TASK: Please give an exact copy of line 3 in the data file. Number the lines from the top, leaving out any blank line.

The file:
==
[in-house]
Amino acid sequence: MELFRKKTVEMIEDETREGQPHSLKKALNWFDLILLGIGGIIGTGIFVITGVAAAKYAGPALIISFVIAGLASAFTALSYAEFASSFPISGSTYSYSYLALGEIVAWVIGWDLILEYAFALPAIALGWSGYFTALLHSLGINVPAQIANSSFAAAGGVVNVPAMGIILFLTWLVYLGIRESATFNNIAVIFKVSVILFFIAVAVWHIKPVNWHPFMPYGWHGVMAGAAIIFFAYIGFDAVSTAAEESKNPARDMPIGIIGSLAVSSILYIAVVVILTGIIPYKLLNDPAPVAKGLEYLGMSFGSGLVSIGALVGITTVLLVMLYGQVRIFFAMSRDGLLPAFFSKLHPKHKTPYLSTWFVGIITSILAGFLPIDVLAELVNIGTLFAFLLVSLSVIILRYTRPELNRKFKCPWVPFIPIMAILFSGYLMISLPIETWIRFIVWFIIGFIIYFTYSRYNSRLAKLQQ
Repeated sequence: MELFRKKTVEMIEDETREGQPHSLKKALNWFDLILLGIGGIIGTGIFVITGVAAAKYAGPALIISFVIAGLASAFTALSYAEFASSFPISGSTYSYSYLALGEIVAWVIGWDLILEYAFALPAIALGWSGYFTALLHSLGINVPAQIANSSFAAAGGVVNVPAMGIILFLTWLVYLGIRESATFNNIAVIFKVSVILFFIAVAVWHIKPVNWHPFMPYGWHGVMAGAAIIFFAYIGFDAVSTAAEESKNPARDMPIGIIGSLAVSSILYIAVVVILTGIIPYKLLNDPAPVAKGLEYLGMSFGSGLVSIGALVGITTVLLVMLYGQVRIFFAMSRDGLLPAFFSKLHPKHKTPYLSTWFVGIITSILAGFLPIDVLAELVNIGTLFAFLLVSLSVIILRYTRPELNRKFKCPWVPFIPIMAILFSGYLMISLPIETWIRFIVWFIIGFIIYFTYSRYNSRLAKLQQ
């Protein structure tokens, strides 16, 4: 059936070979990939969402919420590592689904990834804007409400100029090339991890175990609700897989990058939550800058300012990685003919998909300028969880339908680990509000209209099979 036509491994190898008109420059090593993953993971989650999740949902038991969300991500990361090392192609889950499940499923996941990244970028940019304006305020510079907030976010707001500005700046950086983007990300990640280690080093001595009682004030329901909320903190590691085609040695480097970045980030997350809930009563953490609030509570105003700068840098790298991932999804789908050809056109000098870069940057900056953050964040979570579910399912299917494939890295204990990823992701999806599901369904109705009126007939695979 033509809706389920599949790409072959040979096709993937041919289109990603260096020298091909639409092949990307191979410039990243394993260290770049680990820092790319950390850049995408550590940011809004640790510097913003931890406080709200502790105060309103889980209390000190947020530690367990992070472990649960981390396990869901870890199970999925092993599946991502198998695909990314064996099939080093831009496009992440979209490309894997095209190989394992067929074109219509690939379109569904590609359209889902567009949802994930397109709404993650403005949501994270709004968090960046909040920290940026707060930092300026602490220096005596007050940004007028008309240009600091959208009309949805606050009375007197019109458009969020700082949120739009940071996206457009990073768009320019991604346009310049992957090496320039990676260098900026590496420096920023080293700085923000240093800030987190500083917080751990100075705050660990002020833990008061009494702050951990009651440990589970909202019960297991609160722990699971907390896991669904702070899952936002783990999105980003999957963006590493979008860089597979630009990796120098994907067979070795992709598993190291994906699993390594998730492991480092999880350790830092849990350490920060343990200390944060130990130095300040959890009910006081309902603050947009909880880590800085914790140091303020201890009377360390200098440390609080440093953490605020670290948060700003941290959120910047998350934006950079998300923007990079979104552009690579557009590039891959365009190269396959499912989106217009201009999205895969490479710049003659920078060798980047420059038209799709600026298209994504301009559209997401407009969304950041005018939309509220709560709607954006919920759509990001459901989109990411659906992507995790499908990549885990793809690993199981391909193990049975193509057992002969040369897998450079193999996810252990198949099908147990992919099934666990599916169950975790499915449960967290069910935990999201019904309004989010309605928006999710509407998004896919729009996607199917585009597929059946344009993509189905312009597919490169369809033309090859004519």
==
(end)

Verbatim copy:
Repeated sequence: MELFRKKTVEMIEDETREGQPHSLKKALNWFDLILLGIGGIIGTGIFVITGVAAAKYAGPALIISFVIAGLASAFTALSYAEFASSFPISGSTYSYSYLALGEIVAWVIGWDLILEYAFALPAIALGWSGYFTALLHSLGINVPAQIANSSFAAAGGVVNVPAMGIILFLTWLVYLGIRESATFNNIAVIFKVSVILFFIAVAVWHIKPVNWHPFMPYGWHGVMAGAAIIFFAYIGFDAVSTAAEESKNPARDMPIGIIGSLAVSSILYIAVVVILTGIIPYKLLNDPAPVAKGLEYLGMSFGSGLVSIGALVGITTVLLVMLYGQVRIFFAMSRDGLLPAFFSKLHPKHKTPYLSTWFVGIITSILAGFLPIDVLAELVNIGTLFAFLLVSLSVIILRYTRPELNRKFKCPWVPFIPIMAILFSGYLMISLPIETWIRFIVWFIIGFIIYFTYSRYNSRLAKLQQ